Thanks again to everyone who has contacted their elected officials about water quality legislation. The State Assembly has finished their work for 2020. The Senate will hold their last floor session at the end of March.

At this time, it is unclear which of the 13 Water Quality Task Force (WQTF) bills the Senate will choose to vote on. Our position is still the same, there are three bills that should not move forward and five bills that should move on to the Governor’s desk. See the links below to our past blog posts for the details of those bills. We will send and post an Action Alert for you to use to contact the Senate in March.

If you are eager to contact your Senator now, here is the short version of the WQTF bills to support and oppose.


The following bills provide the most positive steps forward for improving water quality:

  • SB 723- Funding for County Conservation Staff
  • SB 710- Wisconsin Fund for Septic Systems
  • SB 715- Assistance to Farmers for Conservation
  • SB 718- Pilot Program to Address Nitrate Contamination
  • SB 716- Prohibition on Sale or Use of Coal Tar-Based and PAH Sealant Products


The following bills are steps backward and are not priorities for addressing Wisconsin’s urgent water quality problems.

  • SB 711- Changing the municipal flood control grant programs’ priorities
  • SB 708- Influencing the Groundwater Standards Process
  • SB 725- Funding biomanipulation of lakes

Learn More:

What happened in the Assembly last week?

You may have seen news stories about the final days of the State Assembly’s work in the Capitol. A lot happened in these two days. Here’s a brief review.

Water Quality Task Force Bills:

All 13 WQTF bills passed the Assembly. Of these bills, 10 were unanimous and three were party line votes. Those three bills were the ones we asked legislators to oppose.

  • AB 793 – Changing the municipal flood control grant programs’ priorities
  • AB 794 – Influencing the Groundwater Standards Process
  • AB 798 – Funding biomanipulation of lakes

The Assembly amended the bill that prohibits the sale of coal tar-based sealant products (AB 797) to also include the lead bill (AB 476) that requires lead testing in schools.

Livestock Siting:

An extremely rushed, bad piece of legislation fell apart last week. This proposed legislation, AB 894/SB 808, would have made large changes to the current livestock siting law. These changes were being pushed by the Wisconsin Dairy Alliance, Wisconsin Manufactures and Commerce, Wisconsin Farm Bureau and others. While this bill is dead for this year, we believe this issue will come up again.

PFAS “Forever Chemicals”:

Instead of supporting good, bi-partisan PFAS legislation this session, the Assembly choose to add disappointing PFAS legislation to a good lake district bill. The bill, AB 600, was increasing the bid requirement threshold from $2,500 to $10,000 for lake districts. Unfortunately, the PFAS provisions that were added to this bill are far less protective than any of the other PFAS bills that have been proposed. The amendment also used the less protective EPA advisory level of 70ppt instead of the Department of H­­ealth and Safety recommended 20ppt for toxic PFAS chemicals. The Assembly amended and approved the companion bill to AB 600, SB 559, which now waits for Senate approval in March.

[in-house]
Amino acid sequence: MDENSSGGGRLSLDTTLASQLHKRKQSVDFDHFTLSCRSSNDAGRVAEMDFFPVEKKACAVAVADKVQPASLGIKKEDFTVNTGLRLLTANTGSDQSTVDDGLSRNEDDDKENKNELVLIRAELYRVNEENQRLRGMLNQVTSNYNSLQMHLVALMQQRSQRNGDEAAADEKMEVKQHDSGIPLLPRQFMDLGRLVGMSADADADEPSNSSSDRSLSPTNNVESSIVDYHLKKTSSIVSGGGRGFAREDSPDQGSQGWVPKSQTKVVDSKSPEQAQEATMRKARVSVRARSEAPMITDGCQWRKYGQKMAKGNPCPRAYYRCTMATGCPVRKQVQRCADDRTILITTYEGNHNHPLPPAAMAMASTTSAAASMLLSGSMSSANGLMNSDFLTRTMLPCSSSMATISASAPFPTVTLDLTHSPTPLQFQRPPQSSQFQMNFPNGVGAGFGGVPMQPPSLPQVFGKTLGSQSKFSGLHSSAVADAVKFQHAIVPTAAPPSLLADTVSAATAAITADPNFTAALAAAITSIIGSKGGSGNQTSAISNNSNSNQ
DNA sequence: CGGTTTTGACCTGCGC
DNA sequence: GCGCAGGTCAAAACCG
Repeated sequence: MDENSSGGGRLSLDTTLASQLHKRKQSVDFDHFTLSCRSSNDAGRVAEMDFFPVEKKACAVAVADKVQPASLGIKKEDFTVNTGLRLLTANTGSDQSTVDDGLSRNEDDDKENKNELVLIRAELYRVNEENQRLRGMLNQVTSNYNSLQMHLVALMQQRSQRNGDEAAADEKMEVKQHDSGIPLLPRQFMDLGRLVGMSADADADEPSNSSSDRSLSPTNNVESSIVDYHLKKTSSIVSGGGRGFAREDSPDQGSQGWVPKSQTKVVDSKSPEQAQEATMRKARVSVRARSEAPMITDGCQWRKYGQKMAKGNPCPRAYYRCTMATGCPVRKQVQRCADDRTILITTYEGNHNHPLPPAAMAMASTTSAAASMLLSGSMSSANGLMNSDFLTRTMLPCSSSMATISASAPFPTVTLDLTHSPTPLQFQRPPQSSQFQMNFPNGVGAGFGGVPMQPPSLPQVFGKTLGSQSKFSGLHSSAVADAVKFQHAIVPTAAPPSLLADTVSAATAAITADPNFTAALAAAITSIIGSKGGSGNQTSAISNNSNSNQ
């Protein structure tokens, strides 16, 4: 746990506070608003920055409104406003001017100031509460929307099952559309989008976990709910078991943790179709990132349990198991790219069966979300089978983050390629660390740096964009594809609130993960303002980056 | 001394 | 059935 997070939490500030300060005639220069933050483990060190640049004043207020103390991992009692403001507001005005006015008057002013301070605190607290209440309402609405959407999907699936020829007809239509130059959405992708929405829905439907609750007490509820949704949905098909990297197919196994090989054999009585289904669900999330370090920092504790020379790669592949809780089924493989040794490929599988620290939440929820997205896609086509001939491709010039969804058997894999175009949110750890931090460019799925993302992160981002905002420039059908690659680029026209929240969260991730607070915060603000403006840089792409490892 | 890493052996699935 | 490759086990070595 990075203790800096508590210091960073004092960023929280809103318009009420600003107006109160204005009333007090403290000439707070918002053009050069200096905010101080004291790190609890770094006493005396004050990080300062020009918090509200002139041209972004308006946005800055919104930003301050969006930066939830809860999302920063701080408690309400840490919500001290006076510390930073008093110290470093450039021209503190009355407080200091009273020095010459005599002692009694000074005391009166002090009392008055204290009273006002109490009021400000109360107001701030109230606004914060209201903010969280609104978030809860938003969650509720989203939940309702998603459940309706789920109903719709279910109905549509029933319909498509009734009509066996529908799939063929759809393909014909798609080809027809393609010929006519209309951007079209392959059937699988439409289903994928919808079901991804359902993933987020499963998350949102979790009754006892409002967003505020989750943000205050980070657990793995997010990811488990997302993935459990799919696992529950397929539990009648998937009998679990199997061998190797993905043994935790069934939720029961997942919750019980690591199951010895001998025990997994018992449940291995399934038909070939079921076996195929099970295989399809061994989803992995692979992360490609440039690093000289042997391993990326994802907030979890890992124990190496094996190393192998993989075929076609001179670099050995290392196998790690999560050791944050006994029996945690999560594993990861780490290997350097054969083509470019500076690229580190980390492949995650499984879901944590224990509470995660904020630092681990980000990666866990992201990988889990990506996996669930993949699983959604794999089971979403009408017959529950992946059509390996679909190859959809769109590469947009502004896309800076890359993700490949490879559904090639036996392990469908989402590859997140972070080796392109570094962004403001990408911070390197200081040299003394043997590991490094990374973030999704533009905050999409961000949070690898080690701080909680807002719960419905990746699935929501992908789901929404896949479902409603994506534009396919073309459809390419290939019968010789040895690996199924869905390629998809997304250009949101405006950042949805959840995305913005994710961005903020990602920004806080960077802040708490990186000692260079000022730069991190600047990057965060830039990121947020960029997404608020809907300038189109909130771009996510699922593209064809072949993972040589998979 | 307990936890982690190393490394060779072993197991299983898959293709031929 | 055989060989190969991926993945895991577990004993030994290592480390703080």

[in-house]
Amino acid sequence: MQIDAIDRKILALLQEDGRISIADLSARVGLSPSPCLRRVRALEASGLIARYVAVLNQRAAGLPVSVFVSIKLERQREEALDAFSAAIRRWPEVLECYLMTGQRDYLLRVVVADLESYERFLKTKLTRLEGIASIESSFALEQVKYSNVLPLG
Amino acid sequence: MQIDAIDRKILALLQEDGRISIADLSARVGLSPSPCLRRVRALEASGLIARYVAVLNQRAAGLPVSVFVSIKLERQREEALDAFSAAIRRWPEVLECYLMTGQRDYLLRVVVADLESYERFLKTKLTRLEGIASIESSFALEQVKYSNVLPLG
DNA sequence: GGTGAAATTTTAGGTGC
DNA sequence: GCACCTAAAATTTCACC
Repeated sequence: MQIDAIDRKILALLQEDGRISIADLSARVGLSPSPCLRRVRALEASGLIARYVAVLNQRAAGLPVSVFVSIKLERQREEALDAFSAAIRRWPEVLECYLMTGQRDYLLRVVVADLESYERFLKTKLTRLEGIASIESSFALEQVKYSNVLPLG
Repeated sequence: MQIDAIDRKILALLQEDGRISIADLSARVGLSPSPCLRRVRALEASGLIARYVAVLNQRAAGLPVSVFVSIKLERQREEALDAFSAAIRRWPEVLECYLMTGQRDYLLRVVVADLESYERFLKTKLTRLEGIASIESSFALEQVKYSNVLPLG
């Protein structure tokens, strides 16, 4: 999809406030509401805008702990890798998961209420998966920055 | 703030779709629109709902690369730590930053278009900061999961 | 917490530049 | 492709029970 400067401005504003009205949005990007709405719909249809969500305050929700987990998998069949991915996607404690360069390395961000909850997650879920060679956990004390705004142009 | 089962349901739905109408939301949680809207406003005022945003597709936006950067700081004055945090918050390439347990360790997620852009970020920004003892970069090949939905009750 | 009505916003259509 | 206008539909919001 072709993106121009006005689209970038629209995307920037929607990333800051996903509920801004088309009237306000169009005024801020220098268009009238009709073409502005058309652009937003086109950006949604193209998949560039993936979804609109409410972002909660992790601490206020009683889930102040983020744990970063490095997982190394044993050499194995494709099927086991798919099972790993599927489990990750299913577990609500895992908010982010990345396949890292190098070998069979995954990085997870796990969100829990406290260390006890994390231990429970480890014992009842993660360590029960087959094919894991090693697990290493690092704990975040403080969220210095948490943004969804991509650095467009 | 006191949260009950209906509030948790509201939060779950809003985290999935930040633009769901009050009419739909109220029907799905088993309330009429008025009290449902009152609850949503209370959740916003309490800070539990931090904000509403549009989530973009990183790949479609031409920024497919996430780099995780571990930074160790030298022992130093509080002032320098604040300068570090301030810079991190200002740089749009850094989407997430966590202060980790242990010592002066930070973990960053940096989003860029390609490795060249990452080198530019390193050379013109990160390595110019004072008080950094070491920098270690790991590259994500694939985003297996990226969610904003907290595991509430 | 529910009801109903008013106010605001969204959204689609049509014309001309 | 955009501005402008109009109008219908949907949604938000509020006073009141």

Riparian Rights:

Another bill (AB 551/SB 501) that has made the news is about riparian rights (water rights). This is a complicated bill that would overturn a Wisconsin Supreme Court decision.

This bill is a solution looking for a problem. It is supposed to deal with the very rare situation where someone who owns property next to a flowage does not also own the adjacent lakebed.

River Alliance opposes this bill because it would allow a riparian owner to fill or dredge a lake bed or build structures–like a pier–even if they are not the owner of the lake bed. The subject of piers is what has drawn attention to this bill There has been a misinformation campaign about which riparian owners could lose the ability to place a pier from their property. This bill was intended for flowages only. However, the language of the bill includes all navigable waters of the state, which the Wisconsin DNR raised as a concern during the hearings. This bill has been amended to remove lake beds owned by utilities, but the navigable waters language was not amended. This bill still leaves homeowners in a bad situation.

The Assembly has passed this bill, but the full Senate has not voted on this bill yet.

Ashland County Flood Risk Reduction Pilot Projects:

We are happy to report that both the Senate and Assembly have approved legislation that will provide $150,000 to Ashland County to design, implement, and evaluate not more than three demonstration projects that test natural flood risk reduction practices. Over the last few years, Ashland County has experienced several severe storms that resulted in tremendous damage. The Wisconsin Wetlands Association has been working with the Ashland community on these projects. We look forward to their results.

Action You Can Take

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